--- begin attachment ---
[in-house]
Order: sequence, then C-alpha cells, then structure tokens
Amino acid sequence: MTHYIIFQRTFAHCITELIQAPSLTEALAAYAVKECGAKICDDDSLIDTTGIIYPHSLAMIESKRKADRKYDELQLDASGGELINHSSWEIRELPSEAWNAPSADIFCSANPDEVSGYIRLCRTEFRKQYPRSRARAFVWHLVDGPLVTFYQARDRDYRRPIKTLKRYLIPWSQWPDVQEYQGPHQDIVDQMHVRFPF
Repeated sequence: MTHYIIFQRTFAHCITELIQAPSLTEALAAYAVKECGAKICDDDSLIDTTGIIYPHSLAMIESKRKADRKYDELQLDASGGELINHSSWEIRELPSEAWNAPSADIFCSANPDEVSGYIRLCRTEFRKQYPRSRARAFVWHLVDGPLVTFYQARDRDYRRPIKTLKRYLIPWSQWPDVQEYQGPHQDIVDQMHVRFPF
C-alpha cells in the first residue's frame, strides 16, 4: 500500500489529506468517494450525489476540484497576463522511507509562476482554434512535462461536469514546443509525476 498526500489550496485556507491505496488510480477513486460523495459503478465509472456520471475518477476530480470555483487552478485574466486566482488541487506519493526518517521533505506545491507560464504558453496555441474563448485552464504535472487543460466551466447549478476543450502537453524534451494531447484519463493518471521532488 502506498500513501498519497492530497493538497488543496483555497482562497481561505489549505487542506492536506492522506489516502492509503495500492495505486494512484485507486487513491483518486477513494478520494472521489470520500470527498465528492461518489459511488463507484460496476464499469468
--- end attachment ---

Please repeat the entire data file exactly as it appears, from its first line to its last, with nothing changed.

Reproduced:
[in-house]
Order: sequence, then C-alpha cells, then structure tokens
Amino acid sequence: MTHYIIFQRTFAHCITELIQAPSLTEALAAYAVKECGAKICDDDSLIDTTGIIYPHSLAMIESKRKADRKYDELQLDASGGELINHSSWEIRELPSEAWNAPSADIFCSANPDEVSGYIRLCRTEFRKQYPRSRARAFVWHLVDGPLVTFYQARDRDYRRPIKTLKRYLIPWSQWPDVQEYQGPHQDIVDQMHVRFPF
Repeated sequence: MTHYIIFQRTFAHCITELIQAPSLTEALAAYAVKECGAKICDDDSLIDTTGIIYPHSLAMIESKRKADRKYDELQLDASGGELINHSSWEIRELPSEAWNAPSADIFCSANPDEVSGYIRLCRTEFRKQYPRSRARAFVWHLVDGPLVTFYQARDRDYRRPIKTLKRYLIPWSQWPDVQEYQGPHQDIVDQMHVRFPF
C-alpha cells in the first residue's frame, strides 16, 4: 500500500489529506468517494450525489476540484497576463522511507509562476482554434512535462461536469514546443509525476 498526500489550496485556507491505496488510480477513486460523495459503478465509472456520471475518477476530480470555483487552478485574466486566482488541487506519493526518517521533505506545491507560464504558453496555441474563448485552464504535472487543460466551466447549478476543450502537453524534451494531447484519463493518471521532488 502506498500513501498519497492530497493538497488543496483555497482562497481561505489549505487542506492536506492522506489516502492509503495500492495505486494512484485507486487513491483518486477513494478520494472521489470520500470527498465528492461518489459511488463507484460496476464499469468